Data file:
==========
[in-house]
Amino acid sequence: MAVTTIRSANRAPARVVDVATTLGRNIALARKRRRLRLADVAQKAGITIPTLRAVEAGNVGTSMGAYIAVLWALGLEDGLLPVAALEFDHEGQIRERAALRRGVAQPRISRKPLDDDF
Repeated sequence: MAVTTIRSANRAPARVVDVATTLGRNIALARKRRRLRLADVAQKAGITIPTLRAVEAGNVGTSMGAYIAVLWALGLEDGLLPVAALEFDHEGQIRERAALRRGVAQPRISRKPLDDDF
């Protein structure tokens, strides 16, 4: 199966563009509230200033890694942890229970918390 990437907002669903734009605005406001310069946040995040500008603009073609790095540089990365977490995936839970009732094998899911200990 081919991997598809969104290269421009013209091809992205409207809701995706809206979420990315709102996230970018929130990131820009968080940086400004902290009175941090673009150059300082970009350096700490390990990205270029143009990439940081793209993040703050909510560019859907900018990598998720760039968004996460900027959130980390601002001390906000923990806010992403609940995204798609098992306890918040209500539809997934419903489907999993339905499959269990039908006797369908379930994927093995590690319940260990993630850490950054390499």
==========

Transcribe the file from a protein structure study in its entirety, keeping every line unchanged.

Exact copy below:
[in-house]
Amino acid sequence: MAVTTIRSANRAPARVVDVATTLGRNIALARKRRRLRLADVAQKAGITIPTLRAVEAGNVGTSMGAYIAVLWALGLEDGLLPVAALEFDHEGQIRERAALRRGVAQPRISRKPLDDDF
Repeated sequence: MAVTTIRSANRAPARVVDVATTLGRNIALARKRRRLRLADVAQKAGITIPTLRAVEAGNVGTSMGAYIAVLWALGLEDGLLPVAALEFDHEGQIRERAALRRGVAQPRISRKPLDDDF
């Protein structure tokens, strides 16, 4: 199966563009509230200033890694942890229970918390 990437907002669903734009605005406001310069946040995040500008603009073609790095540089990365977490995936839970009732094998899911200990 081919991997598809969104290269421009013209091809992205409207809701995706809206979420990315709102996230970018929130990131820009968080940086400004902290009175941090673009150059300082970009350096700490390990990205270029143009990439940081793209993040703050909510560019859907900018990598998720760039968004996460900027959130980390601002001390906000923990806010992403609940995204798609098992306890918040209500539809997934419903489907999993339905499959269990039908006797369908379930994927093995590690319940260990993630850490950054390499």